rtlot (of c(.tclusiot;-str ict or liberal-that
jintent may' best be arrived at. 'The iu
tent, as expressed is to I)- enable the
people of ach o tlhe States to traute a
tcoultittution for the State, by the ex' tcue
of the right ofsutli'age. These are clauses
of the act giving the right by genotlal terms
of description to the people gener:lly, and
1 especially t t thos who have net or cujoyed
the right before. There are other claus
, es o tihe act which, be general terms,
take away this right of attrt'age f.oiu
thtose who have always enjoyed it. The
i le of contruction as to clauses which gives
I right must;be liberal, antd its general terms
iutst not b. restricted; but clauses which
,dcrogt.te from ex sting rtigt, the rule of
construct otl nautst be strict, that nllOle thould
be excluded who aCe Iot clearly wtlhin the
lett, r andtl itent. 1 begin. then, with the
iitltqui y whither oflicers of militia of State
are within these terms of de-cripti;n, and
I have no doutbt that they are no)t. Ucr
to ily, Co:)gress, as to the oflicers of a
Sta e, was not, inttent to use the t rut at
Slargu' and t itho't qualilicatiou. bult, as we
set, intentided to ,qnaity the generat t'rmi.
SIf the purpose waI to designate military
otilhers tho usual words to anitrest tha;t
Iitett would have been the judicial and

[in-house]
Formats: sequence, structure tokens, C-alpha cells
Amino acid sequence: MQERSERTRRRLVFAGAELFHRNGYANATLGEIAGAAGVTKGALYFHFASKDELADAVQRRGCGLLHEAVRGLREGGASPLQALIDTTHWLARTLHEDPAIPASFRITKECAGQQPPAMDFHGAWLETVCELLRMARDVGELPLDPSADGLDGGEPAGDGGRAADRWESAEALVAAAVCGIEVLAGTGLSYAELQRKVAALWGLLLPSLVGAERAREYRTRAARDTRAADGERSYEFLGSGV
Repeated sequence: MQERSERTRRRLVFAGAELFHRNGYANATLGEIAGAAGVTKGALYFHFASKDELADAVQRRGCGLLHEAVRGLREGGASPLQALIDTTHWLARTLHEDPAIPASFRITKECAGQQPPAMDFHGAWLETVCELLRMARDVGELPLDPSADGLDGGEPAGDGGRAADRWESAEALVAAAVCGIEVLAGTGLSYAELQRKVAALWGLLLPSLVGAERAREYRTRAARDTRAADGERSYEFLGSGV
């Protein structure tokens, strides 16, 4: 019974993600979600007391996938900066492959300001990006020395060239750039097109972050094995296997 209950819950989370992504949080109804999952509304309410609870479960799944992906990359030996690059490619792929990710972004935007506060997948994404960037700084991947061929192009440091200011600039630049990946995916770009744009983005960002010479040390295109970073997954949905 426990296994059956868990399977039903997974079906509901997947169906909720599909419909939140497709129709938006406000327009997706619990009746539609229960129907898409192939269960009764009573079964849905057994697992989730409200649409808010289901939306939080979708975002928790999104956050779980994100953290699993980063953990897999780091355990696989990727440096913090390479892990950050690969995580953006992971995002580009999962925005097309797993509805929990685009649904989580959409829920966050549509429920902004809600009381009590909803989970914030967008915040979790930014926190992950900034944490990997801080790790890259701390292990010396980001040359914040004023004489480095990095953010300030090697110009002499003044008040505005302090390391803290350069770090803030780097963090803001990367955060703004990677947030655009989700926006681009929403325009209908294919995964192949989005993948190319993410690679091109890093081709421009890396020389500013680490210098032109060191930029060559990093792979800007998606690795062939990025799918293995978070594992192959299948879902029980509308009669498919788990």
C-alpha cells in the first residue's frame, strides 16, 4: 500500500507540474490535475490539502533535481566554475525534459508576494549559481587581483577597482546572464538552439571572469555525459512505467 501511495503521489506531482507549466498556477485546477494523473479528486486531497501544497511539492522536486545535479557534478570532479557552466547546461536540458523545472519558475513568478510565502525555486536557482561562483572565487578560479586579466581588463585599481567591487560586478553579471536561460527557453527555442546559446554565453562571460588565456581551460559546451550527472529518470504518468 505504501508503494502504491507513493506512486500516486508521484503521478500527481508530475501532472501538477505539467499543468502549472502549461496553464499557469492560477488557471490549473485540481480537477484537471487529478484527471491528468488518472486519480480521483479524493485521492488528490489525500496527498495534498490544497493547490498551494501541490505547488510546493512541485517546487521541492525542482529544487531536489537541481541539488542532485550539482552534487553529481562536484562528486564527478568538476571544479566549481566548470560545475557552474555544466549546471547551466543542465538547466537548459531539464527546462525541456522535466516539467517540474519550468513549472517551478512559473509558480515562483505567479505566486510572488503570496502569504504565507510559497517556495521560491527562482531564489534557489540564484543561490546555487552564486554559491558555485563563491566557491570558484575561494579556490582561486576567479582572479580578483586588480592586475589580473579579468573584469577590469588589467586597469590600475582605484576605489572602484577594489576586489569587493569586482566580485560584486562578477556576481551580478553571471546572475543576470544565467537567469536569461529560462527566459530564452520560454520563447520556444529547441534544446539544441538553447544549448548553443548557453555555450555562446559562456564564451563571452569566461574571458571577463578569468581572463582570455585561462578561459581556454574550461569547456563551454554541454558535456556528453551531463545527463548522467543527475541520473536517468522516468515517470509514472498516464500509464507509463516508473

execu ire, the ci il or military ,t/hicels ut
thit State. Ace'tird.nly we lind Mithen
thati was the pitltlpt'se. s we see it wa.- Il
bth tthird sottt, -)t of I.:o cOub:lrilloul
ametdmtiet, kowin n, articlt t1t',een,
C.,igress expresl' sed that pll-po.e \very
cleasny. l'lat stc i.tn pIroat 1t that nI.
person shall I Ia Se:tator oc p' reseat.itie
in Congres-, or ,sct,: r of l'r.sident or
1Vice Plrcsiditt, or Ihouh any t ulic:. . cth i or
tmihtary, under the t uited Salte, or utlser
any State gtternmnttet, whot, aityiag previ
I o:ly taken an oath as a tw'inber of .-on
gegiS. tr as an otice-r of the Uunited States.
oj ;itS a tniltub rier of any State Ltegoiatulre, or
as exec:ttiv judi orjudit otficer of taitt', to
stuppoo t the CoUnstittl ion of the Untied
States, shill have engaged inll IistireeltiOl
. or rebellion against ltie .same, or givste aid
or eomfort to enttemieS tl t 'ler s third
sectio i is expree-ly 'eterretd to lttlre that
o.ce itn these ac:s; it is made. iu tact, part
of these acts; its langttagno as tul)iwvcd
word for word in these diqualitying l;tita
es as far as was i ossble, exetrt t: ute par
ticular in which ouo is made to aitliiy to
e igibility and the other to right to sote.
When, therefore, we ti d that Coagre's, in
d,,c arin wlhat persons stalt be disfrat.
chised from ho diug any ottice, expressly
itcuehdes mtilitary as well as civil otlilcers, 's
in the thirtd sttion of tihe Iamendlimeut:
anid in providi g what pctsitns sthll be
di-franchised fr. i voting an;d who held
I any othitce, andi omittiug tt ti htiot mtilit
ly olfficers, we c ilinot escap- tile Coueltlsioll
Sthat military otffi:ers 'were iot here wtchti
ther tcotiomllpIlln. Iti its itapoible to
imragine a cse in wlhich the couetiuctiut
from laws in partt ottrht'in Las amiroe
coent applicationi, lor it is evidenlt her
that thie law-uaker, in framittg dlsiqual: t
catioas took slecial cogntza.ce ot the thu
section of the amnndltuet.t and weighedI
word by wo;d, 101 owing it materially O
exact language, anrd rejecting every \v th
iutuanded to embrace a military oillcer
must be borne in mind that we are
considering the class of military S o
who were such prior to the rebellion,